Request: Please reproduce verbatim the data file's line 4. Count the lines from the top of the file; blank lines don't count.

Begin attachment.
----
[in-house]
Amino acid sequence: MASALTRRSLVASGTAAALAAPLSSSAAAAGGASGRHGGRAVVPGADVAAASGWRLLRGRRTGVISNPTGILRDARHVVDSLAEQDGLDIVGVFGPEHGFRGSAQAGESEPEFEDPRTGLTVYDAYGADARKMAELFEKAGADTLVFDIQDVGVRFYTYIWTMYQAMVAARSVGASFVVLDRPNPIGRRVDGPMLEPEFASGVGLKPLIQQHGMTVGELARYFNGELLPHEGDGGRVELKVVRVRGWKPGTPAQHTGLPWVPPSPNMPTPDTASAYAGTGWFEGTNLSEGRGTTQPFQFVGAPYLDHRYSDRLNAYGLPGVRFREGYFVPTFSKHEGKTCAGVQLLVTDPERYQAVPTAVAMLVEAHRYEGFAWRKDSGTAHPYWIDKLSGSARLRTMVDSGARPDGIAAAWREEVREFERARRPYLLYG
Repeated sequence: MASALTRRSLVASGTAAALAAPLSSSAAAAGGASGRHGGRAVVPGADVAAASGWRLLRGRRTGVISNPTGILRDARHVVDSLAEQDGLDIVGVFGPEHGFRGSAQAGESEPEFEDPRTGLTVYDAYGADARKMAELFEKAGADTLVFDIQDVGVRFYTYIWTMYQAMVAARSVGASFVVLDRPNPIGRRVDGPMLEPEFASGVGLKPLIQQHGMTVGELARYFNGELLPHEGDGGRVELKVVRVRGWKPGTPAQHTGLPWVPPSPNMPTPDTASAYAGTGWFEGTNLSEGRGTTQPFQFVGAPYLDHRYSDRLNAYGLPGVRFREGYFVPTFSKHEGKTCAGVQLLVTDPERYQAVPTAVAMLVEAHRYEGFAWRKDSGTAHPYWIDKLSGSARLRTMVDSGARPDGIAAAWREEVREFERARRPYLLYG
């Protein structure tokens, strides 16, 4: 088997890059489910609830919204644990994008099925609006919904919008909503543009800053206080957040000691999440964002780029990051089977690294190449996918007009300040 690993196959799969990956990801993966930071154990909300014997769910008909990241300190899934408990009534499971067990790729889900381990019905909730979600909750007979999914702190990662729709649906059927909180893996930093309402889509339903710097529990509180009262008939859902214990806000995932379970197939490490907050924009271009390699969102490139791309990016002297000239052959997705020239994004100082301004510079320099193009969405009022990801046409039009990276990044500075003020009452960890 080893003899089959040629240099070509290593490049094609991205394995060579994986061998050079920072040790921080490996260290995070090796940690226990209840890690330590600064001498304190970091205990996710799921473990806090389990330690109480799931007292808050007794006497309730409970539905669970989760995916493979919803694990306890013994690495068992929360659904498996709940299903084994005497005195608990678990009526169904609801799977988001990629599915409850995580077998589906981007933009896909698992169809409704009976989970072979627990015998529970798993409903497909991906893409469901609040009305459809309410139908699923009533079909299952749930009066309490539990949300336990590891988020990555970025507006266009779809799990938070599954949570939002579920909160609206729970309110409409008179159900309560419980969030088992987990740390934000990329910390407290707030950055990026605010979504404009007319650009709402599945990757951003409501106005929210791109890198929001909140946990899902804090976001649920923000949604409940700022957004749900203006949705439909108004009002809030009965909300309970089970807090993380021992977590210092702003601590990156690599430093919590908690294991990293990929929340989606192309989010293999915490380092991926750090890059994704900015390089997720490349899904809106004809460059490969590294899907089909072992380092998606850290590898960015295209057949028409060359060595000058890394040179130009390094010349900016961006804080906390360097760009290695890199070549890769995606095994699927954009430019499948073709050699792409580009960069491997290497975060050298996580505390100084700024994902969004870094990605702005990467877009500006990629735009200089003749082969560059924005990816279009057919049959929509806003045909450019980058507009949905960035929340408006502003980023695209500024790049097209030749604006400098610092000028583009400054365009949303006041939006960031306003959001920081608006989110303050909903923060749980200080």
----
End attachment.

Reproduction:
């Protein structure tokens, strides 16, 4: 088997890059489910609830919204644990994008099925609006919904919008909503543009800053206080957040000691999440964002780029990051089977690294190449996918007009300040 690993196959799969990956990801993966930071154990909300014997769910008909990241300190899934408990009534499971067990790729889900381990019905909730979600909750007979999914702190990662729709649906059927909180893996930093309402889509339903710097529990509180009262008939859902214990806000995932379970197939490490907050924009271009390699969102490139791309990016002297000239052959997705020239994004100082301004510079320099193009969405009022990801046409039009990276990044500075003020009452960890 080893003899089959040629240099070509290593490049094609991205394995060579994986061998050079920072040790921080490996260290995070090796940690226990209840890690330590600064001498304190970091205990996710799921473990806090389990330690109480799931007292808050007794006497309730409970539905669970989760995916493979919803694990306890013994690495068992929360659904498996709940299903084994005497005195608990678990009526169904609801799977988001990629599915409850995580077998589906981007933009896909698992169809409704009976989970072979627990015998529970798993409903497909991906893409469901609040009305459809309410139908699923009533079909299952749930009066309490539990949300336990590891988020990555970025507006266009779809799990938070599954949570939002579920909160609206729970309110409409008179159900309560419980969030088992987990740390934000990329910390407290707030950055990026605010979504404009007319650009709402599945990757951003409501106005929210791109890198929001909140946990899902804090976001649920923000949604409940700022957004749900203006949705439909108004009002809030009965909300309970089970807090993380021992977590210092702003601590990156690599430093919590908690294991990293990929929340989606192309989010293999915490380092991926750090890059994704900015390089997720490349899904809106004809460059490969590294899907089909072992380092998606850290590898960015295209057949028409060359060595000058890394040179130009390094010349900016961006804080906390360097760009290695890199070549890769995606095994699927954009430019499948073709050699792409580009960069491997290497975060050298996580505390100084700024994902969004870094990605702005990467877009500006990629735009200089003749082969560059924005990816279009057919049959929509806003045909450019980058507009949905960035929340408006502003980023695209500024790049097209030749604006400098610092000028583009400054365009949303006041939006960031306003959001920081608006989110303050909903923060749980200080």